Queen Mary University of London: New drug combination for aggressive breast cancer could save thousands of lives

The trial, named KEYNOTE-522, is the first phase III trial to demonstrate the benefit of adding immunotherapy to chemotherapy before patients receive surgery to remove their tumour. The results were published in the New England Journal of Medicine.

Patients with early triple-negative breast cancer (TNBC), where the disease had not yet spread beyond the breast and lymph nodes (stage II and III), were treated with pembrolizumab in addition to standard chemotherapy prior to surgery, followed by pembrolizumab after surgery.

In the most recent assessment, conducted over 3 years after the trial began, the risk of disease recurrence was 37% lower in patients treated with pembrolizumab in combination with chemotherapy than in patients treated with chemotherapy alone.

The findings from the trial represent a significant step forward for the treatment of TNBC, and indicate that the addition of pembrolizumab to preoperative standard chemotherapy can prevent breast cancer recurrence and result in higher long-term cure rates.

Study lead, Professor Peter Schmid from Queen Mary University of London’s Barts Cancer Institute and Clinical director at St Bartholomew’s Hospital said: “We had previously demonstrated that the addition of immunotherapy to preoperative chemotherapy increases the treatment response in patients with triple-negative breast cancer at the time of surgery. We now have long-term results demonstrating that the combination therapy significantly reduces recurrences by approximately 37%, including reduction of secondary breast cancer by 39%.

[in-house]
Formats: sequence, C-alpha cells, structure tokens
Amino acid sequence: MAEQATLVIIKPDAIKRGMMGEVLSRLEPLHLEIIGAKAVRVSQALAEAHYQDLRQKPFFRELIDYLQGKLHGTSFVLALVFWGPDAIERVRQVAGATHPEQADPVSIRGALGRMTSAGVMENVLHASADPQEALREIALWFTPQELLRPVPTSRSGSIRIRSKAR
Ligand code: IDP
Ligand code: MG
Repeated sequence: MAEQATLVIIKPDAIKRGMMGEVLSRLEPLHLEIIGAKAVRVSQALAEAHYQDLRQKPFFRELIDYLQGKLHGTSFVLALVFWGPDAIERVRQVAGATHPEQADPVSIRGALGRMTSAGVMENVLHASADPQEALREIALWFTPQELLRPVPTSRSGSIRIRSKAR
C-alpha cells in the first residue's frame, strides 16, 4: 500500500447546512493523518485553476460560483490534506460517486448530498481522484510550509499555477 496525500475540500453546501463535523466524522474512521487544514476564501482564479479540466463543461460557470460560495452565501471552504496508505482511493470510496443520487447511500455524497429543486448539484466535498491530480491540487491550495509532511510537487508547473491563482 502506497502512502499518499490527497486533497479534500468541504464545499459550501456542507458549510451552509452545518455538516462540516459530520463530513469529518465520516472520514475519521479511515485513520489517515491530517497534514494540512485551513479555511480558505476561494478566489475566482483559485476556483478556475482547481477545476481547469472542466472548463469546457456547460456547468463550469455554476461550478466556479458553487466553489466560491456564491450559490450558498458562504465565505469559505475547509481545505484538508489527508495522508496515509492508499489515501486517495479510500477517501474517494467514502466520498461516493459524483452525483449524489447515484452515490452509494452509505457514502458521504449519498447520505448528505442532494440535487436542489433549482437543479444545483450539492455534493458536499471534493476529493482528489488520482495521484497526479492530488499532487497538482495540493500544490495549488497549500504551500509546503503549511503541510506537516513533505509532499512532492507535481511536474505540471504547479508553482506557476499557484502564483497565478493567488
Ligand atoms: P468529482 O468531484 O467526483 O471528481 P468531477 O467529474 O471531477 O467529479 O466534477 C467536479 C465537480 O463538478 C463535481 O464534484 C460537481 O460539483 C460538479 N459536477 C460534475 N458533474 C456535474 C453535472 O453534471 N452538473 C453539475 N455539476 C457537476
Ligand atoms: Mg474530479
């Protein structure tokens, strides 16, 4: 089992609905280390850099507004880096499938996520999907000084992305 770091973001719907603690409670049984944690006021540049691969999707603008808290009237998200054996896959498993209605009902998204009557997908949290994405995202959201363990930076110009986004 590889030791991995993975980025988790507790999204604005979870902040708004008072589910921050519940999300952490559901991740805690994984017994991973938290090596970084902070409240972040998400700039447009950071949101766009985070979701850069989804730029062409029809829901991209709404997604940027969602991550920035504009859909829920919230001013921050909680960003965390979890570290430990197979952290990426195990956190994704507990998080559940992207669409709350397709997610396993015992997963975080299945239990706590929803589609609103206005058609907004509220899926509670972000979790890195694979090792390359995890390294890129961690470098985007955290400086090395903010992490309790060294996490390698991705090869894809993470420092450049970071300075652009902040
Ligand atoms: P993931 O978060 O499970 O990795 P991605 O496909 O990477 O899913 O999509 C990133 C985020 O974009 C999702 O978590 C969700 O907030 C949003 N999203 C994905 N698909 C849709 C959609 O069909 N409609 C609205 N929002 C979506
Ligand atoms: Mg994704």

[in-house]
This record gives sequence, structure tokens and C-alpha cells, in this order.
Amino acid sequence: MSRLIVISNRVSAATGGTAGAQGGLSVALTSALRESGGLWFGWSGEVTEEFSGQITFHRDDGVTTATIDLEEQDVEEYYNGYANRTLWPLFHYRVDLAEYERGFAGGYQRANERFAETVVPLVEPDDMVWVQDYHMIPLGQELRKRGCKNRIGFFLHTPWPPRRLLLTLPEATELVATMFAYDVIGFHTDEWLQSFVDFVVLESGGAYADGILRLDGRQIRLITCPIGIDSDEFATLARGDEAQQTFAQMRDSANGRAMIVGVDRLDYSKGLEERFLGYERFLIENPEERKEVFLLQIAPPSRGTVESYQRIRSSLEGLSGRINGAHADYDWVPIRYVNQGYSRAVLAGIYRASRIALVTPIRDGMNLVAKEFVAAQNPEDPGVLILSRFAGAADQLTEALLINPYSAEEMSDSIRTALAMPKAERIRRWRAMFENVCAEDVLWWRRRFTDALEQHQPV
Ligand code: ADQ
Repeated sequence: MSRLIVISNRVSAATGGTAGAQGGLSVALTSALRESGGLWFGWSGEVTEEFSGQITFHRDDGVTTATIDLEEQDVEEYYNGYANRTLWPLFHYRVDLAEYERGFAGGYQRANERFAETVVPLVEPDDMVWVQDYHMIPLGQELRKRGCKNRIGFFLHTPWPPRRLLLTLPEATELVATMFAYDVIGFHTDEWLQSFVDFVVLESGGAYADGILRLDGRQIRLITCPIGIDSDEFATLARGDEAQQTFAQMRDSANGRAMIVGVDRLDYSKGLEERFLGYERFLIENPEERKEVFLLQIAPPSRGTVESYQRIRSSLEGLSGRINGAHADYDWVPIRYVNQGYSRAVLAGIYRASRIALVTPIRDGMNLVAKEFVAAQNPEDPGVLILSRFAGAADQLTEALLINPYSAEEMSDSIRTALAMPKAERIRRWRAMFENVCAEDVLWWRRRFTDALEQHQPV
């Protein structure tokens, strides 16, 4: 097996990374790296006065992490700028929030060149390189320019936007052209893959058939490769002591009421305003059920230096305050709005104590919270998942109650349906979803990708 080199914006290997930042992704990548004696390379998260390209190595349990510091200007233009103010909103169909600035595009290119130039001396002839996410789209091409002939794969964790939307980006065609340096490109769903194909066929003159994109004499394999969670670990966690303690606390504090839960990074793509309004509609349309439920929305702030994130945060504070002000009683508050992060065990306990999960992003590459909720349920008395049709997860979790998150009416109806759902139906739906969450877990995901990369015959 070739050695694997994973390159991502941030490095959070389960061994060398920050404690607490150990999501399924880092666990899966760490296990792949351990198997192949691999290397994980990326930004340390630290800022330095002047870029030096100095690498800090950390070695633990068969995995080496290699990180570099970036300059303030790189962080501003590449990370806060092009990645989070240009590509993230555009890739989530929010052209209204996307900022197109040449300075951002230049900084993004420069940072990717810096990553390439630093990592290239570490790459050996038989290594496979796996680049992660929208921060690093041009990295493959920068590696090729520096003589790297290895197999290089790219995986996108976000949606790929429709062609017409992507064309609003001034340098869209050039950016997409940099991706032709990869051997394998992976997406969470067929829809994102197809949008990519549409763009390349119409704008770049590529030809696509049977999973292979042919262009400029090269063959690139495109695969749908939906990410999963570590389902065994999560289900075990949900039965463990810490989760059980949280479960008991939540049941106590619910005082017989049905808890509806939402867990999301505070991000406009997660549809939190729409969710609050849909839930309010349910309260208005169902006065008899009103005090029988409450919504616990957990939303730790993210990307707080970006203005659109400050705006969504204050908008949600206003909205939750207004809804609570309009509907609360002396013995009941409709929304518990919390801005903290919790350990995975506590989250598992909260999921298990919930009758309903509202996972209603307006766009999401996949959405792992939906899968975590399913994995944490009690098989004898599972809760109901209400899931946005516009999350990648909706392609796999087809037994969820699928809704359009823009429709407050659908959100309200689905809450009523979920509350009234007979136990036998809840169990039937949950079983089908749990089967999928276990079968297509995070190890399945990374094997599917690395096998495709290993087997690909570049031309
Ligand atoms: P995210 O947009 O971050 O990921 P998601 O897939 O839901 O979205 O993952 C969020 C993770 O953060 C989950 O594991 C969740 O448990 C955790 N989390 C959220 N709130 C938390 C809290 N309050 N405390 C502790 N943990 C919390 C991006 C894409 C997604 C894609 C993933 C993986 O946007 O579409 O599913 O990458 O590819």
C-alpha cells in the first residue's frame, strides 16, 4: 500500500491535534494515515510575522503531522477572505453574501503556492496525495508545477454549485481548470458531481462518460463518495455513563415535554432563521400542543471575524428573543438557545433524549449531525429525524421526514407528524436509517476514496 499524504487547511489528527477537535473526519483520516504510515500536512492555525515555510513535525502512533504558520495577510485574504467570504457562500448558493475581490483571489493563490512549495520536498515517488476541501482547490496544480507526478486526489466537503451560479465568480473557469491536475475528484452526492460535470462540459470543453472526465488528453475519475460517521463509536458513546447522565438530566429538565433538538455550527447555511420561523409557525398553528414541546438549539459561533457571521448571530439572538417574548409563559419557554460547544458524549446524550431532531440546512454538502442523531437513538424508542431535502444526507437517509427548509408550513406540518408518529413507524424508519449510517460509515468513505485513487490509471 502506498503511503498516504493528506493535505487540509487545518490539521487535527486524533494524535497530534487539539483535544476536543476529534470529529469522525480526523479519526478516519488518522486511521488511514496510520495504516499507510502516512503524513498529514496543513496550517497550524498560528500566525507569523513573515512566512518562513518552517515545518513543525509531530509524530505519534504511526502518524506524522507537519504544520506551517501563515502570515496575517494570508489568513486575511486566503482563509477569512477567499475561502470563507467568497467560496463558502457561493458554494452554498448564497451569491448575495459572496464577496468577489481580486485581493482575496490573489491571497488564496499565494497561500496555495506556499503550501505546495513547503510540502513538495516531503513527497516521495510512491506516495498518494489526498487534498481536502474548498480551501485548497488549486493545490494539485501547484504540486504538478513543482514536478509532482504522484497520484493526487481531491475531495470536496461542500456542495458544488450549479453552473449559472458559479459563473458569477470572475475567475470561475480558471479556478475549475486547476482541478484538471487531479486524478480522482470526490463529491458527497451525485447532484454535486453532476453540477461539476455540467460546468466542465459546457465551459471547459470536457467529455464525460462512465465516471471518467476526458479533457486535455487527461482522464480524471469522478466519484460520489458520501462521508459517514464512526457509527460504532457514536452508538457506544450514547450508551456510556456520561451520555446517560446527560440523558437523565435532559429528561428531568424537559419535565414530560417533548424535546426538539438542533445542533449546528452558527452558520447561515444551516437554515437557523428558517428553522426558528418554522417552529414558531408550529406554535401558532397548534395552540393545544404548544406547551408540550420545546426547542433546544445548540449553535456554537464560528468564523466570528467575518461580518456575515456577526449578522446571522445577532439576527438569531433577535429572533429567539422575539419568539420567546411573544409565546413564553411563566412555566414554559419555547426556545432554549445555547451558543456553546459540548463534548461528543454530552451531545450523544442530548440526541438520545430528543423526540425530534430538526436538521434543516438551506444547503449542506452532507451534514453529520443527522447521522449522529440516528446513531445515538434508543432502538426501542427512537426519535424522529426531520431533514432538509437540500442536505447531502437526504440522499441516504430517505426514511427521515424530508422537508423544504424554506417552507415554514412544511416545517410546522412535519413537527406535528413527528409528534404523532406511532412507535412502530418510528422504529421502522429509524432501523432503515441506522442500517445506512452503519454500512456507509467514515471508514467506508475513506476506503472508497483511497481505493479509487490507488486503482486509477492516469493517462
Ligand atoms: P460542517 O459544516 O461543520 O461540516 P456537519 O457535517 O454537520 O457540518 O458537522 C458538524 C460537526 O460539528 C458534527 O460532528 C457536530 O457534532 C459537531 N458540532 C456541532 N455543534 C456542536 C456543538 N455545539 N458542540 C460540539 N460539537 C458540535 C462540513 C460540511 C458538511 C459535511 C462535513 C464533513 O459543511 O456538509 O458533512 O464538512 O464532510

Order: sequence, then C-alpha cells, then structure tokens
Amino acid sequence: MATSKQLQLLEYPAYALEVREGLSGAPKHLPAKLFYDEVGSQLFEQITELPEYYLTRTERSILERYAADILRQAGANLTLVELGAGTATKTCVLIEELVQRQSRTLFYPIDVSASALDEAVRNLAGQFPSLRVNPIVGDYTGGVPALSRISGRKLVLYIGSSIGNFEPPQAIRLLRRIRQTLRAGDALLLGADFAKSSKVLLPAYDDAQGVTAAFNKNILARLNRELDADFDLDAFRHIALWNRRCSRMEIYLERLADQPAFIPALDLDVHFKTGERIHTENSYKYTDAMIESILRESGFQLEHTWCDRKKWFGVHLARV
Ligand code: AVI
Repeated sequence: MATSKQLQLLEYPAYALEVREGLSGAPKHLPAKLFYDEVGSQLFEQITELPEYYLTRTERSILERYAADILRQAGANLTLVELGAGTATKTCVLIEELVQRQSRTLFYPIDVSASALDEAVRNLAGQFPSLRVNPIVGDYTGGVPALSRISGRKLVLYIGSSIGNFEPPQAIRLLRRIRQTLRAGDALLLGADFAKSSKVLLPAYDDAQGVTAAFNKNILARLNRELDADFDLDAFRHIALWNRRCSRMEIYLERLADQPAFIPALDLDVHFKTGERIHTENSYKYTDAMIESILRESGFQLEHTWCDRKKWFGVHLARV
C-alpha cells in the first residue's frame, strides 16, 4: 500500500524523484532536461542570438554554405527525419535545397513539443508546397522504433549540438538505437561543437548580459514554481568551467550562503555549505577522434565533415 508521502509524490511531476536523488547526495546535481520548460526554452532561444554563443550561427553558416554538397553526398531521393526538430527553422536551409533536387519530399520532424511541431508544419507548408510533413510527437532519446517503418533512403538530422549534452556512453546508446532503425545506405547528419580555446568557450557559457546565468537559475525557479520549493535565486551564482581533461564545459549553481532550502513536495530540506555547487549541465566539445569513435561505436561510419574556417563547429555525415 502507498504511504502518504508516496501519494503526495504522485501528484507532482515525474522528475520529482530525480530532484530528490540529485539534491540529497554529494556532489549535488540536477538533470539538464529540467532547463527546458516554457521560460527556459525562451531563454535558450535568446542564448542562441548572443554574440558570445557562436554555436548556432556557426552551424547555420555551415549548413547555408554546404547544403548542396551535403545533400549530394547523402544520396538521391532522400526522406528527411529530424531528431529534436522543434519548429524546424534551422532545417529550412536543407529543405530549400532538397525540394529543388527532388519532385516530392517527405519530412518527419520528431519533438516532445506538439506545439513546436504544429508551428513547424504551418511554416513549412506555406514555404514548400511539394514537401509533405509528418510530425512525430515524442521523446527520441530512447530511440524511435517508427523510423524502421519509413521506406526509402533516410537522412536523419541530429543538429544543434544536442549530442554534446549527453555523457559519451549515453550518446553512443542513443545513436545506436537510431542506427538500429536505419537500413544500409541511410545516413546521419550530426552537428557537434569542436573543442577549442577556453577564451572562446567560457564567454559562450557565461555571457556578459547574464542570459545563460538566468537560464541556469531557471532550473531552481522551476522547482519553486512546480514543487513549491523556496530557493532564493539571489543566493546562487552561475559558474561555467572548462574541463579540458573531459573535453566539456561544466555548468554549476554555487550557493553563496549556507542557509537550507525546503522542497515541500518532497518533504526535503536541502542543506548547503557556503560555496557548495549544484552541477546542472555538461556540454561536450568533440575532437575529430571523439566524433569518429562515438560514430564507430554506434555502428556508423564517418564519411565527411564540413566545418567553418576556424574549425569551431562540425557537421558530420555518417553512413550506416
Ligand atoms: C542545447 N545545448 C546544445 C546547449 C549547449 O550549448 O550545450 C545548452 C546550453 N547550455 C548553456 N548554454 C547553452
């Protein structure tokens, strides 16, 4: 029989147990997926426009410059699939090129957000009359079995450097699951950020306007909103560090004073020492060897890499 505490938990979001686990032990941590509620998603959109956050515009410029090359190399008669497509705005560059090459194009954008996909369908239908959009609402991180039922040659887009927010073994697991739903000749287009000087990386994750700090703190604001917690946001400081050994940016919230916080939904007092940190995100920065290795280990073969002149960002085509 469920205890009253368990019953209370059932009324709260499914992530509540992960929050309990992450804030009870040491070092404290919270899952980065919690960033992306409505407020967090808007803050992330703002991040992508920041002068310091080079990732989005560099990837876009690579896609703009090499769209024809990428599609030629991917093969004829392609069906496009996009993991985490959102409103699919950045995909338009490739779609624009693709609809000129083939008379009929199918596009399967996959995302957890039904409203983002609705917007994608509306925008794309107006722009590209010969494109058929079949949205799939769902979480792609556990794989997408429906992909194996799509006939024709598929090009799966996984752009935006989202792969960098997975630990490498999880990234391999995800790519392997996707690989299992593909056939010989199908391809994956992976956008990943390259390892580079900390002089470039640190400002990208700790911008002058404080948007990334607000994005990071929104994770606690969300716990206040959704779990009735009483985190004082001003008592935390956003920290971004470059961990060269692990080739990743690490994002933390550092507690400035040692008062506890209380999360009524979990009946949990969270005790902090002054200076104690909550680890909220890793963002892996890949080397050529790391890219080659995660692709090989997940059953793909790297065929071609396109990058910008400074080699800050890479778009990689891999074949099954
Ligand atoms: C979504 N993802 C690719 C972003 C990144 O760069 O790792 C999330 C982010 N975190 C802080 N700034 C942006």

“This means that the cure rate for these cancers is significantly increased. The estimates are that, just in the US where this treatment was recently approved by the Food and Drug Administration, this new treatment may save as many as 10,000 lives per year.”

A total of 1,174 patients across 21 countries with previously untreated stage II or III TNBC were recruited to the trial, with some coming from St Bartholomew’s Hospital. The trial was funded by Merck Sharp and Dohme. Patients were randomly allocated to receive pembrolizumab in combination with chemotherapy (784 patients) or placebo in combination with chemotherapy (390 patients). Following surgery, patients continued to receive either pembrolizumab alone or the placebo.

TNBC is an aggressive and hard-to-treat subtype of breast cancer, with a shorter survival time than other breast cancer subtypes. The cancer cells do not have oestrogen receptors, progesterone receptors, nor receptors for the HER2 protein; therefore, hormone therapies and drugs that target these receptors (commonly used to treat other breast cancer subtypes) are ineffective against TNBC.

Approximately 15% of all breast cancers (over 8,000 cases per year in the UK) are TNBC. The current standard of care for patients with early stage TNBC is chemotherapy, which is typically used to shrink the tumour ahead of surgery. Patients who have no detectable disease following surgery have an increased chance of survival; however, the risk of the disease returning remains high.

Pembrolizumab is a type of immunotherapy known as an immune checkpoint inhibitor, which works by binding to a protein called PD-1 on the surface of immune cells. Cancer cells can use the PD-1 pathway to hide from the immune system so, by blocking PD-1, pembrolizumab triggers the immune system to identify and kill cancer cells.

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